Lies & Truths about the German Prostitution Act
The myths that circulate about German prostitution legislation are a perfect example of how lies and misconceptions become accepted as “truths” if only they are repeated often enough. Since political actors and anti-prostitution activists in many countries frequently cite Germany as an example where the legalisation of sex work has allegedly failed, the following list will look at some of the common claims made about the German Prostitution Act of 2002. The list is by no means exhaustive and well-informed readers will find nothing new in it. Its sole purpose is to reiterate evidence to contradict the common misconceptions, which sadly find their way into countless media reports time and time again.
+++ Please note: This article is about the Prostitution Act (ProstG) of 2002. For information about the so-called “Prostitutes Protection Act” (ProstSchG) of 2017, please read the briefing paper “Professed Protection, Pointless Provisions – Overview of the German Prostitutes Protection Act” by the International Committee on the Rights of Sex Workers in Europe (ICRSE). +++
Lie: Sex work was legalised in Germany in 2002.
Truth: Sex work was legal in Germany for most of the 20th century. The goal of the Prostitution Act of 2002 (ProstG) was to improve the social and legal rights of sex workers. It also removed the previously existing notion that prostitution constituted a violation of public mores.
Lie: Pimping is legal in Germany.
Truth: The exploitation of sex workers and pimping, i.e. “controlling prostitution” (Zuhälterei), are illegal in Germany under Section 180a and 181a of the German Criminal Code (StGB) and punishable by imprisonment of up to three and five years respectively.
+++ Please note: The above lie was added later and is not included in versions of this article in other languages. +++
Lie: The Prostitution Act gives brothel operators the right to determine (Weisungsrecht) which clients sex workers must accept and what sexual practices sex workers must perform.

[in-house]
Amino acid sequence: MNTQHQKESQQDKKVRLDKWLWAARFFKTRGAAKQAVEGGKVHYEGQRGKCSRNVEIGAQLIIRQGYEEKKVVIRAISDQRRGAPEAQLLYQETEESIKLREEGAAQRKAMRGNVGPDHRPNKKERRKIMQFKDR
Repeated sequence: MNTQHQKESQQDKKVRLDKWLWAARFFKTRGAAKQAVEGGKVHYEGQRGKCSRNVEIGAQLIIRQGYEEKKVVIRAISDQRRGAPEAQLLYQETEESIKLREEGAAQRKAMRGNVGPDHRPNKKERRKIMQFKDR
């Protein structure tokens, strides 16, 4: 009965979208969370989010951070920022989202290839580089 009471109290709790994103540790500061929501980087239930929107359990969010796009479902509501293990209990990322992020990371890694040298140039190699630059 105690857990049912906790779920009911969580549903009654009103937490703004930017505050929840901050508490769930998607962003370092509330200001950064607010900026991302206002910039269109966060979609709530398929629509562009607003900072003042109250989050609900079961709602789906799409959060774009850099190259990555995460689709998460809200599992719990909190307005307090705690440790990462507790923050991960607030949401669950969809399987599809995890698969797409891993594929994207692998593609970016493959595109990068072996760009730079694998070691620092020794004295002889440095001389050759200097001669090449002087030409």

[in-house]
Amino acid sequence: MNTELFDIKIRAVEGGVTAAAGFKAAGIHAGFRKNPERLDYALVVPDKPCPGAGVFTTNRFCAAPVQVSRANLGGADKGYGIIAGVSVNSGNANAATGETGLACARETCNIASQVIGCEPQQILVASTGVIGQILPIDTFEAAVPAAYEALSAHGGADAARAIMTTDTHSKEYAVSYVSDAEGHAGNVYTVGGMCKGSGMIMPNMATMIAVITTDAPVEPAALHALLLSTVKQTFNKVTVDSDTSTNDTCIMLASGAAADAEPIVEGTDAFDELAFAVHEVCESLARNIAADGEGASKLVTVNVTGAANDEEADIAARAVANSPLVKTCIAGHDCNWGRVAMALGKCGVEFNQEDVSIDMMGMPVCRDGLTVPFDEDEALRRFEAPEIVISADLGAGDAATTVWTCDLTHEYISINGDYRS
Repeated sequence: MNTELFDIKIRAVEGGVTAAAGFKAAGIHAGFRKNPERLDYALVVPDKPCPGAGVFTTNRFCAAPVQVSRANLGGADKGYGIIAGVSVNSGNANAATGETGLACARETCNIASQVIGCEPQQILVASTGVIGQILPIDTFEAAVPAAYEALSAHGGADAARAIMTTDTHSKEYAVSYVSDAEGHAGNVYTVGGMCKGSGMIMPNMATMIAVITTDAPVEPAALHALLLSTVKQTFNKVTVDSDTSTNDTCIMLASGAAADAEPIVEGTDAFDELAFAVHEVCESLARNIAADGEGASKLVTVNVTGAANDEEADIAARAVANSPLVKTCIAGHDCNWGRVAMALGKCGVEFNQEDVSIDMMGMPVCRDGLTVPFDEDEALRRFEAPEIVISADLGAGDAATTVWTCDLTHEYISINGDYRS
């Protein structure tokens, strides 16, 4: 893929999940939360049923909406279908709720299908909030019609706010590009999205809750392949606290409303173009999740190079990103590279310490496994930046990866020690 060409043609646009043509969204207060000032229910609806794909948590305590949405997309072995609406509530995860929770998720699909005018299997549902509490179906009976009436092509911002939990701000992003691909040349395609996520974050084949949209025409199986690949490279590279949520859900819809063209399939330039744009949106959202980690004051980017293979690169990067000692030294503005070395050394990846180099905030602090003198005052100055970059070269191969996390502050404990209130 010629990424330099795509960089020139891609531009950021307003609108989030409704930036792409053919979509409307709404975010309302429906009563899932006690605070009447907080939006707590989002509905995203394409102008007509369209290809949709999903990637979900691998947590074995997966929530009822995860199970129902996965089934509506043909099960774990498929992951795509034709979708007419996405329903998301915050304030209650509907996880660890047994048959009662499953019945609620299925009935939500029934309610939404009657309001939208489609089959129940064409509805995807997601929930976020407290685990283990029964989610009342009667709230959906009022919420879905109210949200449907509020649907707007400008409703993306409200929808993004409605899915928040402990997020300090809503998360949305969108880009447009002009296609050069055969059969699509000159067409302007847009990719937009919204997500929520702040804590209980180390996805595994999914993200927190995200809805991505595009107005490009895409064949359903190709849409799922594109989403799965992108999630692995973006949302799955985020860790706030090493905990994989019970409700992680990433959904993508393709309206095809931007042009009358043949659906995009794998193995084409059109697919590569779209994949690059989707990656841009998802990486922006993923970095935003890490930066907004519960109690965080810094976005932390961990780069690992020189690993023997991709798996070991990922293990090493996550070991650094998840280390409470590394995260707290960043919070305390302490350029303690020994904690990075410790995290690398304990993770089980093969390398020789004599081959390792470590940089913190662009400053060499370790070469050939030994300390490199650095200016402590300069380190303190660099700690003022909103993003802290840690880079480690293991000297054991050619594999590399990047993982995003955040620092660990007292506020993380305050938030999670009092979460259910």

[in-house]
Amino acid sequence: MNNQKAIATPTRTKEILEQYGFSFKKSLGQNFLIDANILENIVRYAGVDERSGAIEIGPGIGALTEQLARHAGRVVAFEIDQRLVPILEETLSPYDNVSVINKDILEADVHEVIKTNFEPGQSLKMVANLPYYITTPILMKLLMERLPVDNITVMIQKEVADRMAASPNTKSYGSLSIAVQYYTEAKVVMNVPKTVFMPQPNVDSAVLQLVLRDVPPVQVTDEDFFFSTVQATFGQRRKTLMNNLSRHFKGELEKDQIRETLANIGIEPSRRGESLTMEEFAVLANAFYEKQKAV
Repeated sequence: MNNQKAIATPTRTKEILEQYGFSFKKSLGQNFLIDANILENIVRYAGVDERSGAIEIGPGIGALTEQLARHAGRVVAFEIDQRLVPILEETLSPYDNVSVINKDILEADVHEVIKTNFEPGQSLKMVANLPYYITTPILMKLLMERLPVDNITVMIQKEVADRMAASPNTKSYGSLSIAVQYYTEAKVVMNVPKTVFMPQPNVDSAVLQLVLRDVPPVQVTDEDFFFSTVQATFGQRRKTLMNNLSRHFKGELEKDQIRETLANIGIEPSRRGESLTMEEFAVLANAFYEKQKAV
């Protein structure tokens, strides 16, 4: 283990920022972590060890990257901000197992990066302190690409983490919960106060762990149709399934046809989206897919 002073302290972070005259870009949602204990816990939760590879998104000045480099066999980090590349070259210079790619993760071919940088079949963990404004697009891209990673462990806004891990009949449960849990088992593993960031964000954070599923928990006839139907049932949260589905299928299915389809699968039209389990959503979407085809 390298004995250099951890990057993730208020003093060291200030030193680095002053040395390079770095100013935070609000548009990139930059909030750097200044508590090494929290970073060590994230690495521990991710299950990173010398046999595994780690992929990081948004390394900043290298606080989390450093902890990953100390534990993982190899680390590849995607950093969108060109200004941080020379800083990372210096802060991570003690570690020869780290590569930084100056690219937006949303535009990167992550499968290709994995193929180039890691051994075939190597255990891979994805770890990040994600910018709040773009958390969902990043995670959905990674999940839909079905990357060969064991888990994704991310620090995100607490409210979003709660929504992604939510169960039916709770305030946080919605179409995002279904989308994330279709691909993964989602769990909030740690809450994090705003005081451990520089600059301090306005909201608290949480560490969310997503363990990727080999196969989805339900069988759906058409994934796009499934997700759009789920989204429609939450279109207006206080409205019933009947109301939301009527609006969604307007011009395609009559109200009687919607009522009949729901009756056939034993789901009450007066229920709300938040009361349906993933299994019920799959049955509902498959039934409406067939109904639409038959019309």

Truth: Brothel operators only have a restricted right of direction (managerial authority; eingeschränktes Weisungsrecht) which allows them to assign the work place or schedule only.
Lie: Only 44 sex workers in Germany are registered with the national insurance scheme.
Truth: The German government’s evaluation report showed that 86.9% of the sex workers who participated in the survey had health insurance. While a lesser number paid old-age pension contributions, this was connected to factors like the length of time sex workers intended to stay in the industry or individuals’ needs for security.
And where those ’44’ are concerned: as the evaluation report by the German government outlined, sex workers consider as main obstacles the uncertainty whether or not labour contracts would actually provide any social and material benefits for them, and to what extent they might be faced with unexpected disadvantages. Only a very small proportion definitely wanted a contract of employment, but the majority more or less rejected the idea of a contract. They feared that if they concluded a contract of employment, they would lose their sexual autonomy as well as their ability to themselves determine when and where they want to work. Other obstacles were the fear that they would lose their anonymity and the negative social consequences that would possibly arise if their line of work was revealed. Thus, sex workers do not disclose their occupation to insurance companies or authorities but instead register with other occupations.